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Deeper regional integration is the main objective of the recently launched Africa Continental Free Trade Area (AfCFTA). Supply chain trade both at the level of the Regional Economic Communities (RECs) and across RECs are to spearhead the AfCFTA. Indicators of Global Value Chains (GVC) participation show that even though the EAC and other African RECs have increased their participation in GVCs over the period 1990-2015 surpassing MERCOSUR they still lag behind the ASEAN region.
There has also been little improvement in the participation of African RECs in Regional Value Chains (RVCs). This outcome is not due to a lack of ambition. Indeed, African Regional Economic Communities (RECs) have prioritized strengthening deeper RVC integration as a stepping stone to their development. The EAC has gone as far as targeting specific value chains: cotton, wood and paper, food and beverages among others, but with very little to show for it so far; only 1.7% of total gross exports of the EAC are related to RVCs. This is in contrast to ASEAN (17.2%), MERCOSUR (4.6%) and SADC (3%); within the EAC, Rwanda has made impressive progress while Uganda has underperformed. Overall, over the period 1990-2015, the EAC and other African RECs have participated mostly in non-regional value chains along forward rather than backward participation (i.e. their value-added exports are mostly on intermediates that enter exports of other trade partners while the share of foreign exports in their exports is low) activities.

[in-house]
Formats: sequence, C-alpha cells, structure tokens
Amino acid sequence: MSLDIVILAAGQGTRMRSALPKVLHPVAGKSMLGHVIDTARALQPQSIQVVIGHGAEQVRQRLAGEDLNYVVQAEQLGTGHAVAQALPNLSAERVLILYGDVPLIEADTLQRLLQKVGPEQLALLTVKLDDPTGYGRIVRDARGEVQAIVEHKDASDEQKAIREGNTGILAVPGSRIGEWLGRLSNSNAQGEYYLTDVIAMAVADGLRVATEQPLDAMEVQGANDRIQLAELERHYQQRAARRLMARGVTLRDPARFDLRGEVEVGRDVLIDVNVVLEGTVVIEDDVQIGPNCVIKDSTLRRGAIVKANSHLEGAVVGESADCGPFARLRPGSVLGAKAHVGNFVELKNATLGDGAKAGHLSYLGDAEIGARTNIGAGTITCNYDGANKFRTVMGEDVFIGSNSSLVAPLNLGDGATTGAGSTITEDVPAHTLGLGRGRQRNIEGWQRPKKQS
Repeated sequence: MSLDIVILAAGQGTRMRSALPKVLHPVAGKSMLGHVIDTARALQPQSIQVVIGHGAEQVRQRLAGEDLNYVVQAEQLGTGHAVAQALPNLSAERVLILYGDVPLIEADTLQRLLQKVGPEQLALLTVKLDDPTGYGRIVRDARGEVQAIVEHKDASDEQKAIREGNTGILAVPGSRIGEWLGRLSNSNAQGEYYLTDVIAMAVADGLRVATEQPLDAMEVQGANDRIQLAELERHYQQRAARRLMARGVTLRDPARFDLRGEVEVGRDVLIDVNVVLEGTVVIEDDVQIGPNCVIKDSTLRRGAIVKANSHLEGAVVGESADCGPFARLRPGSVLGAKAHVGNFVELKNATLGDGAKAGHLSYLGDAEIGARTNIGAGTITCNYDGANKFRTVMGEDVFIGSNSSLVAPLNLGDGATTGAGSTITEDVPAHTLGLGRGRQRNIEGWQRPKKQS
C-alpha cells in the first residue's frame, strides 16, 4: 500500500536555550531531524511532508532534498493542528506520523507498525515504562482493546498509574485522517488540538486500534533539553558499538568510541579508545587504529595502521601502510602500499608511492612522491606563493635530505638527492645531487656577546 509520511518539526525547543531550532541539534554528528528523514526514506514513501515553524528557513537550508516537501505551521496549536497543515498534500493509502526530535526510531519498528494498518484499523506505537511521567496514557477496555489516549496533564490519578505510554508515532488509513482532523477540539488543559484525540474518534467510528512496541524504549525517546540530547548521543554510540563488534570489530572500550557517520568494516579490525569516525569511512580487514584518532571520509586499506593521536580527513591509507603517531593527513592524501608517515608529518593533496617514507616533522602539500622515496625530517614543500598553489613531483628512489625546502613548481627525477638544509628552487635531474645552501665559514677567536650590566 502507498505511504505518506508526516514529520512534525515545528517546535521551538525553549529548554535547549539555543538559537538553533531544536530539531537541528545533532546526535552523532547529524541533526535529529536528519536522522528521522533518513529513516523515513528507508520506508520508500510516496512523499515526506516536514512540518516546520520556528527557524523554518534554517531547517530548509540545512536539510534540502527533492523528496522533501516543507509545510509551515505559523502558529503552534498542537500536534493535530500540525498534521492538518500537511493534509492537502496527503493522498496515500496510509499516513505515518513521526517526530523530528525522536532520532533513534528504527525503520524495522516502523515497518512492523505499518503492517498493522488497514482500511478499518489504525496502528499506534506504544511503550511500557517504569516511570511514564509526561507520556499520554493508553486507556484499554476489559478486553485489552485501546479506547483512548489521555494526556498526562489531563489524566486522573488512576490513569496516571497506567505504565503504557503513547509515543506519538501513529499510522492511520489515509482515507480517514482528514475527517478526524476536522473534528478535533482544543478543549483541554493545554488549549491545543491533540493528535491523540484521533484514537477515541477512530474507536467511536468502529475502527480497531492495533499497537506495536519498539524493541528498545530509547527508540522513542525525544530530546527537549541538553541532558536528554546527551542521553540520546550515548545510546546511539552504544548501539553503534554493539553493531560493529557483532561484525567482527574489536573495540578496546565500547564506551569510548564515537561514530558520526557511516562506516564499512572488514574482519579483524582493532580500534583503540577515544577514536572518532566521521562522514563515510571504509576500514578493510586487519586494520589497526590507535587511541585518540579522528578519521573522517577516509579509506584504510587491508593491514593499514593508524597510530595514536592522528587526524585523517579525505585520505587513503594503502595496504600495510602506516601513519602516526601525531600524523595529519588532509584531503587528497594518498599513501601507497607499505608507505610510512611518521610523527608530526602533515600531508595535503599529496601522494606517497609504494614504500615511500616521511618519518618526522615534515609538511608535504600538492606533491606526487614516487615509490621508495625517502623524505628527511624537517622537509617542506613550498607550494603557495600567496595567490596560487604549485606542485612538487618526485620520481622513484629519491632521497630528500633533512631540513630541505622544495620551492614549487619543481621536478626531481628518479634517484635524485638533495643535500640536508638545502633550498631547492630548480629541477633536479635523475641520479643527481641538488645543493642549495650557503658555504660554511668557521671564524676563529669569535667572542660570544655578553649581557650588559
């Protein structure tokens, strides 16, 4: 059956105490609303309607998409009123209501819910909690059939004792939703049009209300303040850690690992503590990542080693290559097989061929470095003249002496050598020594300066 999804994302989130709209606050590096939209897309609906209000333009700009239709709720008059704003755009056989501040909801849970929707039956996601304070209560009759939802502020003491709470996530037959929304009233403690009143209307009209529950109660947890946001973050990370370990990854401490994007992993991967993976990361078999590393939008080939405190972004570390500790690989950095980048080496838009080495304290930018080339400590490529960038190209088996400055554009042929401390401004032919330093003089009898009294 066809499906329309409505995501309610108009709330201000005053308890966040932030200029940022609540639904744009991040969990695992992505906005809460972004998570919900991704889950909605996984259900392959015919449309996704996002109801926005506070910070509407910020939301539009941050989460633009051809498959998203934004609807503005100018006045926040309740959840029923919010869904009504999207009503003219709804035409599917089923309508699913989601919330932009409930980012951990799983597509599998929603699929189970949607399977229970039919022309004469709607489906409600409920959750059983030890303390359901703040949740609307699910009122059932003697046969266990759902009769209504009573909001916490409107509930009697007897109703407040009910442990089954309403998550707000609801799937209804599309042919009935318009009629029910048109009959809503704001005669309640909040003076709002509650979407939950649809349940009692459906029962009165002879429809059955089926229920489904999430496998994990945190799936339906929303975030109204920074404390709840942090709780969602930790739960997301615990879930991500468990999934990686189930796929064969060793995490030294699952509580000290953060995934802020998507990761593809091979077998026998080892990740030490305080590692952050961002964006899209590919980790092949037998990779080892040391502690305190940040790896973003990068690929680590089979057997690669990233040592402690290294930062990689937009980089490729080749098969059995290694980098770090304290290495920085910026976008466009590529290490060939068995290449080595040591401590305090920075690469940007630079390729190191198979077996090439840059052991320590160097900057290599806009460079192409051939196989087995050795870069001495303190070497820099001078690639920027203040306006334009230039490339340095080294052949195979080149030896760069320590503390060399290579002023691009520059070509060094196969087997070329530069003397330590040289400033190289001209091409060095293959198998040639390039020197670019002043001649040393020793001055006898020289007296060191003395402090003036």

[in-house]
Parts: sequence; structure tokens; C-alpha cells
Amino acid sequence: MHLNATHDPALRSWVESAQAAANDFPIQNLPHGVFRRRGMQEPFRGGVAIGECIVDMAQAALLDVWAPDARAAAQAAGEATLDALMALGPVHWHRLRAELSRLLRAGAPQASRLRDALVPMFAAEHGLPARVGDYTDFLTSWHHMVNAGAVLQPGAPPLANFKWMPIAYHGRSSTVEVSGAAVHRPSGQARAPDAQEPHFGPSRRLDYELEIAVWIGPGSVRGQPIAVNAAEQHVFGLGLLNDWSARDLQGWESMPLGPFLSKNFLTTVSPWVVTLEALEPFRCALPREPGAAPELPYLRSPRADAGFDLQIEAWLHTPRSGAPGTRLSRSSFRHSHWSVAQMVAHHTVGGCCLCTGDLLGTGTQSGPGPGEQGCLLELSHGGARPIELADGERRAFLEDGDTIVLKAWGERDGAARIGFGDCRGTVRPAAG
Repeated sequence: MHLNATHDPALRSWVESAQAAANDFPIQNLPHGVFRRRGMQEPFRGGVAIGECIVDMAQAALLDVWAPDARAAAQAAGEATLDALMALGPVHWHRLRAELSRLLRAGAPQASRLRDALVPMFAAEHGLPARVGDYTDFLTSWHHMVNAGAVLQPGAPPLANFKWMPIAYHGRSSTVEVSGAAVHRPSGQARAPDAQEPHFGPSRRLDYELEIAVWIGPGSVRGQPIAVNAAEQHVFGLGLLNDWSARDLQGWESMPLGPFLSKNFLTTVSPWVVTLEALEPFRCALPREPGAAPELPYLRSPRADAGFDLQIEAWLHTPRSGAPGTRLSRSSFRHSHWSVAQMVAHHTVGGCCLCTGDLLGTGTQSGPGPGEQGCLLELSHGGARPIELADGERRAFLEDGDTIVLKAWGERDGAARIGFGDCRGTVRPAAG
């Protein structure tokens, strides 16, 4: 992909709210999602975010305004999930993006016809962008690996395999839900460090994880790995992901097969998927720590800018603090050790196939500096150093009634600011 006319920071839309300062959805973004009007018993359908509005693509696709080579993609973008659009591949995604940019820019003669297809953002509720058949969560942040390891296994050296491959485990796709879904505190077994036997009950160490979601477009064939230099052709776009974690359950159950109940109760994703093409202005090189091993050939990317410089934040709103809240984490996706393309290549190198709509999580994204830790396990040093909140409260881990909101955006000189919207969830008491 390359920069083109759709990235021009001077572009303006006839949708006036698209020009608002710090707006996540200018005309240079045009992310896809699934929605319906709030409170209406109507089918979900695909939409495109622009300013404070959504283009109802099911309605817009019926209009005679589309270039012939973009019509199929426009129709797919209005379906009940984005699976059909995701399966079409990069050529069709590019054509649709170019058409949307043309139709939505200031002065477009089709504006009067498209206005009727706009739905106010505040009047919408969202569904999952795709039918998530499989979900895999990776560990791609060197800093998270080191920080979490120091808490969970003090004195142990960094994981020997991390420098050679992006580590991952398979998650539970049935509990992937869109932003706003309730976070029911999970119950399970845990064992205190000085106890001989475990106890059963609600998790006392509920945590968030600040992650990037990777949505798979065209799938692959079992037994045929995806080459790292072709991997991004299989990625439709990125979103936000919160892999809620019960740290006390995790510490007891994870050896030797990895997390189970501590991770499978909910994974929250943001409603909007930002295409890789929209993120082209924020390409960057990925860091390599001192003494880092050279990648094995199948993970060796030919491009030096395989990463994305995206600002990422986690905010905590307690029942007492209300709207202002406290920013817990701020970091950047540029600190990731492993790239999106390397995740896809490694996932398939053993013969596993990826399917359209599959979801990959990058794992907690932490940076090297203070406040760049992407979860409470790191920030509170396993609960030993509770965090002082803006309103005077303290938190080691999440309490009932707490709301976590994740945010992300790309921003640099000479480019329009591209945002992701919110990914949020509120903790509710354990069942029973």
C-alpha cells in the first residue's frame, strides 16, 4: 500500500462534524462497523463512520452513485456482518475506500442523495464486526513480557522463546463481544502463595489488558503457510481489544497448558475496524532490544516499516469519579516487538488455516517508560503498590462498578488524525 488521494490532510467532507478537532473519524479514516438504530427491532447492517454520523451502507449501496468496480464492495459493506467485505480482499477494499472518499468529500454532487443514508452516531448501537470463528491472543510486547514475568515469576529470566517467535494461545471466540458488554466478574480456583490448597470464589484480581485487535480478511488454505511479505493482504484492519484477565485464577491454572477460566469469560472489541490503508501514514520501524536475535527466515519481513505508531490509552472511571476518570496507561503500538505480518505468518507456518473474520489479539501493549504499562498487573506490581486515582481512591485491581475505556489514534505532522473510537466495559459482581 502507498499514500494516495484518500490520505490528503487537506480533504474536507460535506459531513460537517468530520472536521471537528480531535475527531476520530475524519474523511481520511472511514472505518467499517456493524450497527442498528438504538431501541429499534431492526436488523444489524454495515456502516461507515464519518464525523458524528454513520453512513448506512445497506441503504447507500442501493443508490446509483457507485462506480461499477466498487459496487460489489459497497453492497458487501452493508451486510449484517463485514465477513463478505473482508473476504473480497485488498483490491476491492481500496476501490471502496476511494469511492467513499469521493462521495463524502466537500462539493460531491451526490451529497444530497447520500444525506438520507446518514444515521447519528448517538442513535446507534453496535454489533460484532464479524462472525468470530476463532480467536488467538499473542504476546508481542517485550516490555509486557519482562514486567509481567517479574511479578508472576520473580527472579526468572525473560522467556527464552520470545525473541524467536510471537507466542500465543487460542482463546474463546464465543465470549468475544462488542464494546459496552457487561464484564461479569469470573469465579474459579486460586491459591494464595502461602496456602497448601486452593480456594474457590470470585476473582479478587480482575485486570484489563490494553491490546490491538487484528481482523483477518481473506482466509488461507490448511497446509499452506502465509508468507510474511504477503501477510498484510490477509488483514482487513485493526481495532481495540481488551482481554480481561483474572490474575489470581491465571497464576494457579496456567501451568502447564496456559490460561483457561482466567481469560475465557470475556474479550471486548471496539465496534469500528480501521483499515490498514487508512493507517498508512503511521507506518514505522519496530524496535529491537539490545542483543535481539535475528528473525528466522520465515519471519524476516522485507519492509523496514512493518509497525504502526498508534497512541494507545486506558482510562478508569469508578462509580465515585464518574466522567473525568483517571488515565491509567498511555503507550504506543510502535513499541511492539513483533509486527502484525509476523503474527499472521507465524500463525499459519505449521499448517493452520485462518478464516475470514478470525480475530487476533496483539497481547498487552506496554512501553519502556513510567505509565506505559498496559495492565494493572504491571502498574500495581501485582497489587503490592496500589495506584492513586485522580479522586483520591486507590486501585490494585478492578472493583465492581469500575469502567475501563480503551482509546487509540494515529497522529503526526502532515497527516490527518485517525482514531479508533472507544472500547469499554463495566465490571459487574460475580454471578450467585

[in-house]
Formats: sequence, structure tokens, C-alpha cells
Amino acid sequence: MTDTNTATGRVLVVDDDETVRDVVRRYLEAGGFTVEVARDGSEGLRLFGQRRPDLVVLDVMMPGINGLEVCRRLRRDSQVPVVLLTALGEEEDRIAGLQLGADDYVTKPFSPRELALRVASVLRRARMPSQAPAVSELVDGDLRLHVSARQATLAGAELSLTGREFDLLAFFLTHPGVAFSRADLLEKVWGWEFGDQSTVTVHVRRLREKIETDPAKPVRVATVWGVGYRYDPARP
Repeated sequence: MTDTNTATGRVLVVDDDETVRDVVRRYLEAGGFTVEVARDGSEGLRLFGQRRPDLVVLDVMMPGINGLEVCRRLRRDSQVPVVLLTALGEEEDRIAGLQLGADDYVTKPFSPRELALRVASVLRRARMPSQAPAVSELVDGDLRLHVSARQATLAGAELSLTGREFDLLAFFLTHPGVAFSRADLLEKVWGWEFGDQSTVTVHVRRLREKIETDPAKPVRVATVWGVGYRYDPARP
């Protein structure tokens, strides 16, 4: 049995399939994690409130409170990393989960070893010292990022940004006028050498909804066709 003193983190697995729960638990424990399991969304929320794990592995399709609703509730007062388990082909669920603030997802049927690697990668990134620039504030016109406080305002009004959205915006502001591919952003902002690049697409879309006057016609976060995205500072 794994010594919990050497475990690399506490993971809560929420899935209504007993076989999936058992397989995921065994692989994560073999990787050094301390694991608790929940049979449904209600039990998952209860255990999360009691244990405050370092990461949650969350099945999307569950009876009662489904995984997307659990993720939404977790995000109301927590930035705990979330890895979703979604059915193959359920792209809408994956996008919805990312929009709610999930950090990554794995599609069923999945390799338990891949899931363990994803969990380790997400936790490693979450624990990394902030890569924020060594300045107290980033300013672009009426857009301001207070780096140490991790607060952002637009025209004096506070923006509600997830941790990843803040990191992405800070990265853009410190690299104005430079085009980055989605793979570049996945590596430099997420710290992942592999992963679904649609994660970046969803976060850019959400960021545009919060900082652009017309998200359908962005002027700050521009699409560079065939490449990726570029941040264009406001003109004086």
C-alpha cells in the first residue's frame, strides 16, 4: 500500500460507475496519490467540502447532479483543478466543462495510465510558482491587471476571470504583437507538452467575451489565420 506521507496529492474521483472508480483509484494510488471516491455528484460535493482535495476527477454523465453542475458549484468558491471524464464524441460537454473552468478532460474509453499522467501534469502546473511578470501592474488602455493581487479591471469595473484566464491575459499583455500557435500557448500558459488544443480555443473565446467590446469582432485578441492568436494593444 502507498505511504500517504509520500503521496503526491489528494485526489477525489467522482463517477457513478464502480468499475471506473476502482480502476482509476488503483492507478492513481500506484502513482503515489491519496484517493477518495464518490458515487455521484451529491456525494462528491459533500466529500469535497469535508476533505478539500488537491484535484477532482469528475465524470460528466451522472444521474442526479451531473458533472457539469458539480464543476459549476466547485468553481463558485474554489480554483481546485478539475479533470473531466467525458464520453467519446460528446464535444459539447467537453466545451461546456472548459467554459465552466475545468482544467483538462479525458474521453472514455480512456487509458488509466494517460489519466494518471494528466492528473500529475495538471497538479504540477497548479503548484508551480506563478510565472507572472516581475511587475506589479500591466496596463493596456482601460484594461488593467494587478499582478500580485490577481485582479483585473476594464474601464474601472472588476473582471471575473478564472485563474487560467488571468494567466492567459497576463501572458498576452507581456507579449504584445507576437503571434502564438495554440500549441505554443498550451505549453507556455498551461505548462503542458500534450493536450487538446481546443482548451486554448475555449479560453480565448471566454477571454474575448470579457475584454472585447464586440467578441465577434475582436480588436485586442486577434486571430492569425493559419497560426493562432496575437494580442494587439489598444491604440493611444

This paper singles out for discussion three obstacles hampering greater inclusion in global value chains:
- high tariffs on imports of intermediates;
- restrictive rules of origin, an obstacle to intra-regional trade;
- high ad-valorem equivalents of barriers to connectivity and more generally to trade in services.
Lastly, controlling for per capita income, correlations for the sample of 149 countries over the period 1995-2015 confirms that overall GVC participation is negatively associated with increases on the tariffs on imports and exports of intermediates as well as on trade costs. However, forward GVC participation (i.e. the share of intermediates of foreign origin) is positively associated with the number of mobile phone subscribers a proxy for digital connectivity.